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Many plants (e.g. roses, palms) can be protected from frost during the winter if shielded with an appropriate coat that can be bought in garden shops. Do plants produce any heat that can be kept inside with these "clothes"?

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Some produce quite a lot, like Skunk Cabbage and the Voodoo Lily. The latter can even sustain temperatures over 15 degrees celsius above its surroundings. This is a fairly good article on exothermic plants –  Gordon Gustafson Feb 20 '12 at 22:29
    
The senator tree in Florida produced heat. It burned to the ground from internal combustion. –  J. Musser Mar 15 '12 at 13:19
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4 Answers 4

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Cellular respiration in plants is slightly different than in other eukaryotes because the electron transport chain contains an additional enzyme called Alternative Oxidase (AOX). AOX takes some electrons out of the pathway prematurely - basically the energy is used to generate heat instead of ATP.

The exact purpose of AOX in plants is still unclear. Plants will make more AOX in response to cold, wounding, and oxidative stress. We know of at least one plant (skunk cabbage) that exploits this pathway to generate enough heat to melt snow. This link gives a pretty good overview.

(AOX is dear to my heart, since my first 3 years working in a laboratory were spent studying this gene <3)

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This is interesting @Amy. Why do you say that the exact purpose of AOX is unclear? Do you mean it is unclear what AOX does, or it is unclear why it does it? –  Poshpaws Dec 22 '11 at 0:25
    
@Amy The melting snow part is really fascinating, +1 –  Rory M Dec 22 '11 at 11:19
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@poshpaws what AOX does is pretty well understood, but the "why" isn't completely clear. When the electron transport chain converts energy into heat, it's "lost" rather than doing something useful - making ATP. It may be because since plants can't run away from their problems (temperature, wounding from bugs, and other things that lead to reactive oxygen species) they need an additional way to deal with oxidative stress that other organisms never developed. –  Amy Jan 5 '12 at 1:03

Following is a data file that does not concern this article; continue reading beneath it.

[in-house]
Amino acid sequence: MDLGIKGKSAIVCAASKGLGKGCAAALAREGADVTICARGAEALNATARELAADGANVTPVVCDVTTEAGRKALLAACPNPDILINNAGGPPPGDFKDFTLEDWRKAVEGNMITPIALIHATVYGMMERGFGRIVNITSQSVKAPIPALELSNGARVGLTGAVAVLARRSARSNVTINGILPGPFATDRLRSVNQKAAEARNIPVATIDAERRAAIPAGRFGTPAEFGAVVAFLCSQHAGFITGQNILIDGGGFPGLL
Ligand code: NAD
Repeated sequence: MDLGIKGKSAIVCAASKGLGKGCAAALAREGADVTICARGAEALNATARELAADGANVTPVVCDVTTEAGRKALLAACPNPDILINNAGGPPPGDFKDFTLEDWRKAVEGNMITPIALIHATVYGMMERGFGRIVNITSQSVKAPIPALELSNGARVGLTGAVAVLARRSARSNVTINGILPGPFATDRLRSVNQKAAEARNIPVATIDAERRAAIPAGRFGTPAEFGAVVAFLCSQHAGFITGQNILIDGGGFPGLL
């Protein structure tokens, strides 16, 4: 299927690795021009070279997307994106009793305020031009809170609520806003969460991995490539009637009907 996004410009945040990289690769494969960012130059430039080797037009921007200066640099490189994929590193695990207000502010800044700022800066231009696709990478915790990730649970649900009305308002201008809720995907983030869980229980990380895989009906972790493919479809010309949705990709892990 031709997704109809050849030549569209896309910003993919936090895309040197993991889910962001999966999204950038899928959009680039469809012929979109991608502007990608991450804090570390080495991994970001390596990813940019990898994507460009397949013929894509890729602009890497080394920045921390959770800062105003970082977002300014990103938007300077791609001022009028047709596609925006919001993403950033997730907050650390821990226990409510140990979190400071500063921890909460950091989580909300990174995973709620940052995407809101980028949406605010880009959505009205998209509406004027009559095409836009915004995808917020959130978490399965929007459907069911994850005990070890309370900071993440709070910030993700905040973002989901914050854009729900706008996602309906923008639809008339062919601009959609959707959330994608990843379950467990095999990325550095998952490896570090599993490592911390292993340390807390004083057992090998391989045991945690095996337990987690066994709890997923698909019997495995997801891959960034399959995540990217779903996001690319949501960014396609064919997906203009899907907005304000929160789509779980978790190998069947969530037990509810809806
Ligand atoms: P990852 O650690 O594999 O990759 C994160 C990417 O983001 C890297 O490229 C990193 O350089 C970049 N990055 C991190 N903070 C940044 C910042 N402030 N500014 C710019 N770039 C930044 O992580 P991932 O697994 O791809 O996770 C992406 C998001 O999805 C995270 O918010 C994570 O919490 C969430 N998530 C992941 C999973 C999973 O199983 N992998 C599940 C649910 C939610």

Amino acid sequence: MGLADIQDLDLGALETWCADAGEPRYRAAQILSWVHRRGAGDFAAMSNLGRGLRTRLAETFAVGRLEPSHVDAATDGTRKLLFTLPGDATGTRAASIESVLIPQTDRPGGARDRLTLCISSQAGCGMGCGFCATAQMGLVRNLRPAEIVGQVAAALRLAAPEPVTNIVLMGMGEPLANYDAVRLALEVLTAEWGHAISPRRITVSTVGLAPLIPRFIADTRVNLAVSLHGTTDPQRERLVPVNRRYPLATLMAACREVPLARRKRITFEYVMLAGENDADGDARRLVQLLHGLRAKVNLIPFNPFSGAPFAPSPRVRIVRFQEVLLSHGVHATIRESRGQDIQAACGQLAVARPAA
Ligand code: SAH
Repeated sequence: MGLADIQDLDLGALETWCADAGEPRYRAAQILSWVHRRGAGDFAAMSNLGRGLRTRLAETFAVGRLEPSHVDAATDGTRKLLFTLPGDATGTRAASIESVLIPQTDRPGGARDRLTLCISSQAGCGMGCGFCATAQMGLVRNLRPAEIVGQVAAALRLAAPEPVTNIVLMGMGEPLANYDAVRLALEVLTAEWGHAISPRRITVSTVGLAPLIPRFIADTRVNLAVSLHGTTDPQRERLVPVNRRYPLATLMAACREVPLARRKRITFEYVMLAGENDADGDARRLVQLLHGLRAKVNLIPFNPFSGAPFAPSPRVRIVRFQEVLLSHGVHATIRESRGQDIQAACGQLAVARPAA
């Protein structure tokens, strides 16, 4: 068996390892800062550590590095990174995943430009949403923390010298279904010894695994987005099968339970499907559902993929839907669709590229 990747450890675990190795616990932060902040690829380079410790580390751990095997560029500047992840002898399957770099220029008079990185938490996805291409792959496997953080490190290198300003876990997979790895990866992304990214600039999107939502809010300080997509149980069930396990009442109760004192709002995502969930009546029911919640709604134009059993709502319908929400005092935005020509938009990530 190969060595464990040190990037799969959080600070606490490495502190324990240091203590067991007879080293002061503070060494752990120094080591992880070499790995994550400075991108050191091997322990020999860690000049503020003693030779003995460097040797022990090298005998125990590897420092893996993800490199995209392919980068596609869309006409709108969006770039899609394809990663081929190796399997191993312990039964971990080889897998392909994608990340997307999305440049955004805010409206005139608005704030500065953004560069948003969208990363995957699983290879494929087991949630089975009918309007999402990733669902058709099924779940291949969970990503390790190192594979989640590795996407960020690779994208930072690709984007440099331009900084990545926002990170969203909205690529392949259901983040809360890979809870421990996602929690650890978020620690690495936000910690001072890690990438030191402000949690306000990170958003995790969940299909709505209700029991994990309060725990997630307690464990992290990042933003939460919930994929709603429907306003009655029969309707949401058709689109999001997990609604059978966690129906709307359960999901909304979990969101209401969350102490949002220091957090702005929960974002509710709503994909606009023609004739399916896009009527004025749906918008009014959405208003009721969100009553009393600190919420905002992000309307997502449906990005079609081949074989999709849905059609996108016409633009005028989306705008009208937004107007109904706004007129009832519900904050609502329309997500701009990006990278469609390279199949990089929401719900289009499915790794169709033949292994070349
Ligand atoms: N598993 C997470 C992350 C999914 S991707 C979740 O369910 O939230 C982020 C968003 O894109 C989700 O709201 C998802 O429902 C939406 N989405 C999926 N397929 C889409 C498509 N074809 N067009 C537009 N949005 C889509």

I always thought the purpose of AOX (apart from heating) was as an electron sink to help decrease photoinhibition, in the same way that photorespiration is. –  Richard Smith May 24 '12 at 23:13
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Plants will be respiring continuously, which is an exothermic process. Therefore the plants will be producing a small amount of heat. The protection from frost may be more a result of the vastly smaller convection current of the coat compared to the atmosphere rather than by reducing any conduction away of heat produced by the plant, however.

Keeping the plant out of the wind by 'dressing it' will reduce the rate of transpiration when the stomata are open. I would very tentatively suggest that, as water has a very high specific heat capacity, having a greater volume of water within the plant would help to retain any heat that was produced by respiration. However this is entirely speculation on my part.

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Snow is also a good insulator, and these "coats" may mirror that effect. See here for some measurements of the temperature difference: snailstales.blogspot.com/2010/02/… –  Michael Kuhn Dec 19 '11 at 15:41
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"Snow is also a good insulator" - indeed, that's how igloos work. –  user132 Dec 19 '11 at 16:00
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Some plants have mitochondrial pathways that produce heat. That's why skunk cabbage can be seen poking outing of the snow in late winter/early spring. Here's a review: http://onlinelibrary.wiley.com/doi/10.1111/j.1744-7909.2010.01004.x/pdf

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These and other plants make use of the cyanide-resistant pathway. This is a short-cut in the electron transport chain that allows the plant to produce extra heat at the expense of not using those electrons to manufacture ATP. (It is called the cyanide-resistant pathway because it provides an alternate pathway for the electrons to take. Rather than killing the cell quickly via free-radical production, it is slowly starved via lack of ATP.) –  S. Albano Oct 11 '12 at 5:18
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Yes, respiration is exothermic and plants (like all living things) respire.

I think the effect of covering the plant has to more to do with reducing sensible heat loss , e.g. direct transfer of heat from plant to air) rather than latent heat loss (through evaporation).

The cover is effectively reducing the mixing of the air near the plant (and closer to the temperature of the surface of the earth) with the free atmosphere (closer to the temperature reported by the weatherman)

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